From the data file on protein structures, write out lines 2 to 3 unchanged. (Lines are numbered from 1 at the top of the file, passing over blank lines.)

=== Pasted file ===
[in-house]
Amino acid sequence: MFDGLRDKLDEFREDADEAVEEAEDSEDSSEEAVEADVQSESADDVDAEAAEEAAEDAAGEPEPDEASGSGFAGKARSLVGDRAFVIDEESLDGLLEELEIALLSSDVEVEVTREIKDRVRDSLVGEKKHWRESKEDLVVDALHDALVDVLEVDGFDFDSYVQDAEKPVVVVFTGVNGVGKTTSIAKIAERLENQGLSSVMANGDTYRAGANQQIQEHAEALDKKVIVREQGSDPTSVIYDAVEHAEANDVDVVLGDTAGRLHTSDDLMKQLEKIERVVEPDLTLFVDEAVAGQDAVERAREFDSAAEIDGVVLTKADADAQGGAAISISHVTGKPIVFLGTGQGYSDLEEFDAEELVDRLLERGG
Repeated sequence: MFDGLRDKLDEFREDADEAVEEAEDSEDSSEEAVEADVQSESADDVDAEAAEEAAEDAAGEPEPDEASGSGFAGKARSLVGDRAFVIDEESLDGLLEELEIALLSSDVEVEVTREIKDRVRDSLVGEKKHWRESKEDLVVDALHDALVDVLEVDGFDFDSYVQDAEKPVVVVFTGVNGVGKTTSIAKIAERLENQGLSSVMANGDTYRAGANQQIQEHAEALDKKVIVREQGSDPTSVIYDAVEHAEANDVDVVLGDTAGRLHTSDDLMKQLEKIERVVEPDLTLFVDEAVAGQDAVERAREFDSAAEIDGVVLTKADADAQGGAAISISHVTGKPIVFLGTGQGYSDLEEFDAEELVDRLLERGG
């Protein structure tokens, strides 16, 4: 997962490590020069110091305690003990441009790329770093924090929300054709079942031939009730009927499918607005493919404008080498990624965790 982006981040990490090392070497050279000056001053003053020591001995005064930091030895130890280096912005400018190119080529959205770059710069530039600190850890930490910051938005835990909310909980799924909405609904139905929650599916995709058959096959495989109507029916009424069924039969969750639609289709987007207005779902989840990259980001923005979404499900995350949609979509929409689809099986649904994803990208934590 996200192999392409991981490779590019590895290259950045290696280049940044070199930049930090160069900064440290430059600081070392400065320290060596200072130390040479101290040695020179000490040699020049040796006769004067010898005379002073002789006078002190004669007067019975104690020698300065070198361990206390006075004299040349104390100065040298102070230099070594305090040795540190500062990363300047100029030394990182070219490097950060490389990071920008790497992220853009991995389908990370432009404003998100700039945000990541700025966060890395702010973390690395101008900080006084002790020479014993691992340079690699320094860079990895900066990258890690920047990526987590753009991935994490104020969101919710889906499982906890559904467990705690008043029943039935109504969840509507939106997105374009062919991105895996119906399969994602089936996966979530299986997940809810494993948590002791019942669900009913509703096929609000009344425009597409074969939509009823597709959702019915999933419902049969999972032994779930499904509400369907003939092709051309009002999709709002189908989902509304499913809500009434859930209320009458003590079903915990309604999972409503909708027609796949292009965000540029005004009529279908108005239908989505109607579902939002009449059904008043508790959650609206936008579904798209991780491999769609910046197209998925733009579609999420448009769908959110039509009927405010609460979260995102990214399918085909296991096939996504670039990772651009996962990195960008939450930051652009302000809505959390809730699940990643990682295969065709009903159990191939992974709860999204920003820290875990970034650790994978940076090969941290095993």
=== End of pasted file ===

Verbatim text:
Amino acid sequence: MFDGLRDKLDEFREDADEAVEEAEDSEDSSEEAVEADVQSESADDVDAEAAEEAAEDAAGEPEPDEASGSGFAGKARSLVGDRAFVIDEESLDGLLEELEIALLSSDVEVEVTREIKDRVRDSLVGEKKHWRESKEDLVVDALHDALVDVLEVDGFDFDSYVQDAEKPVVVVFTGVNGVGKTTSIAKIAERLENQGLSSVMANGDTYRAGANQQIQEHAEALDKKVIVREQGSDPTSVIYDAVEHAEANDVDVVLGDTAGRLHTSDDLMKQLEKIERVVEPDLTLFVDEAVAGQDAVERAREFDSAAEIDGVVLTKADADAQGGAAISISHVTGKPIVFLGTGQGYSDLEEFDAEELVDRLLERGG
Repeated sequence: MFDGLRDKLDEFREDADEAVEEAEDSEDSSEEAVEADVQSESADDVDAEAAEEAAEDAAGEPEPDEASGSGFAGKARSLVGDRAFVIDEESLDGLLEELEIALLSSDVEVEVTREIKDRVRDSLVGEKKHWRESKEDLVVDALHDALVDVLEVDGFDFDSYVQDAEKPVVVVFTGVNGVGKTTSIAKIAERLENQGLSSVMANGDTYRAGANQQIQEHAEALDKKVIVREQGSDPTSVIYDAVEHAEANDVDVVLGDTAGRLHTSDDLMKQLEKIERVVEPDLTLFVDEAVAGQDAVERAREFDSAAEIDGVVLTKADADAQGGAAISISHVTGKPIVFLGTGQGYSDLEEFDAEELVDRLLERGG